Once the court finds that the restriction is reasonable in scope, the court then evaluates whether the party seeking to enforce the restrictive covenant satisfies a “legitimate business interest.” As is the case in most states, New York recognizes a legitimate interest in: (a) protecting trade secrets or confidential information; and (b) protecting the employer’s goodwill in customer relationships to which the employer introduced the employee. See, e.g., BDO Seidman v. Hirshberg, 93 N.Y.2d 382, 389, 391 (N.Y. Ct. App. 1999). But New York has taken this test one step further, finding that an employer may also have a legitimate business interest where the employee’s services to the employer are “special, unique or extraordinary.” Ticor, 173 F.3d at 70. In other words, even where an employer cannot show that the restrictive covenant is necessary to protect either confidential information, trade secrets, or the goodwill of preexisting customers, an employer may still demonstrate it possesses a legitimate business interest in enforcing a non-compete where the employee’s skills are deemed “unique.”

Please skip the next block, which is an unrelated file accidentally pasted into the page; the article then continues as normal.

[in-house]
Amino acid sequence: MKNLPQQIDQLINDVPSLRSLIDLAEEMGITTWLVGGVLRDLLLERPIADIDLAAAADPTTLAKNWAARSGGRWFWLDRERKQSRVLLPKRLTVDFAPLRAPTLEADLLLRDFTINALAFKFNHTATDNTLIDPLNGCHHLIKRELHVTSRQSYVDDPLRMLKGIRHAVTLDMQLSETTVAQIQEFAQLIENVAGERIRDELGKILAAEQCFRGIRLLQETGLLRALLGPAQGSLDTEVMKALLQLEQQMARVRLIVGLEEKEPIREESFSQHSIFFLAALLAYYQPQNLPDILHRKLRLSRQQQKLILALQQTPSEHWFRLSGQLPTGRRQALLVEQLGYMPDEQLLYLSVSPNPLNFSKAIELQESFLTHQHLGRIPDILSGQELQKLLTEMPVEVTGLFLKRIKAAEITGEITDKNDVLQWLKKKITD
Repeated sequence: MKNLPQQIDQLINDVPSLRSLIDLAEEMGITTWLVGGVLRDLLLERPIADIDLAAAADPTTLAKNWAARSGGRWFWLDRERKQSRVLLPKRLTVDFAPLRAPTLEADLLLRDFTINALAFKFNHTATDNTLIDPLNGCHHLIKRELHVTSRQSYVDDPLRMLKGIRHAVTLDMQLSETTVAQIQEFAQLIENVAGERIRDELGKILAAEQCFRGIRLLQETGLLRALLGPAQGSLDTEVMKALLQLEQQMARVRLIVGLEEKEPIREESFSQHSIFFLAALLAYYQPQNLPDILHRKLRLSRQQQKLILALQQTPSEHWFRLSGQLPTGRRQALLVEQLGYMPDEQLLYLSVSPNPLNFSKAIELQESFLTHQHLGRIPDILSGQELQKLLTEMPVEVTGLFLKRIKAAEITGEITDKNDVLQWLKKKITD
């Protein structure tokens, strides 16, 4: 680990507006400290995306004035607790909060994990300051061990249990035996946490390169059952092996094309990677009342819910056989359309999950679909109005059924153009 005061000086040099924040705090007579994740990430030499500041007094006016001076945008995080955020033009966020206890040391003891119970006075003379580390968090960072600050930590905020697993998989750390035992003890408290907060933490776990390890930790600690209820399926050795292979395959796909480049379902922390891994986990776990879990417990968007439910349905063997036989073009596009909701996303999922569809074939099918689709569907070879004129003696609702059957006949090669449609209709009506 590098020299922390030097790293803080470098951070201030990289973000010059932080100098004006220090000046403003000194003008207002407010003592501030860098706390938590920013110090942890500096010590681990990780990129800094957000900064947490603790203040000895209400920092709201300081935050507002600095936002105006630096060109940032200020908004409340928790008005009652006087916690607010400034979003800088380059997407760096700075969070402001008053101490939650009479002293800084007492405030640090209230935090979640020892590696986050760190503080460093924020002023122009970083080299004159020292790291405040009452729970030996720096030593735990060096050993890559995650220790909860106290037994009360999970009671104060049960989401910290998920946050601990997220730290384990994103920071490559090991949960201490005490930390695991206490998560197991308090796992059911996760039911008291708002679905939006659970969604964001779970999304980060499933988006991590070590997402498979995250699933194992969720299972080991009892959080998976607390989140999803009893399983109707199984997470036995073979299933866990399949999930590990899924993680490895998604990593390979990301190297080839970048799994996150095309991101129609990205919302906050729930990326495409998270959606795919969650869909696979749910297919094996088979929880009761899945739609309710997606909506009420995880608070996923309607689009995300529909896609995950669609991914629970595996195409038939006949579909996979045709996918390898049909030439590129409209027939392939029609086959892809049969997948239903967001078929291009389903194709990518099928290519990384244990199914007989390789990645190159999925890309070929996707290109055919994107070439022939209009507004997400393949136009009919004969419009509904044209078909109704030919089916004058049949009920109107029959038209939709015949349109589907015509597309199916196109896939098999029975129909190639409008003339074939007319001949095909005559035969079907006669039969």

What It Means to be “Unique” in New York
Here, JLM and Hayley Paige agreed that “during the period of her employment with” JLM, she would not “compete with [JLM] directly or indirectly”, with competition including “engag[ing] in, or … associat[ing] with (whether as an officer, director, shareholder, partner, employee, independent contractor, agent or otherwise), any person, organization or enterprise which engages in the design, manufacture or sale” of goods similar to those offered by JLM. JLM Couture, 24 F.4th at 790.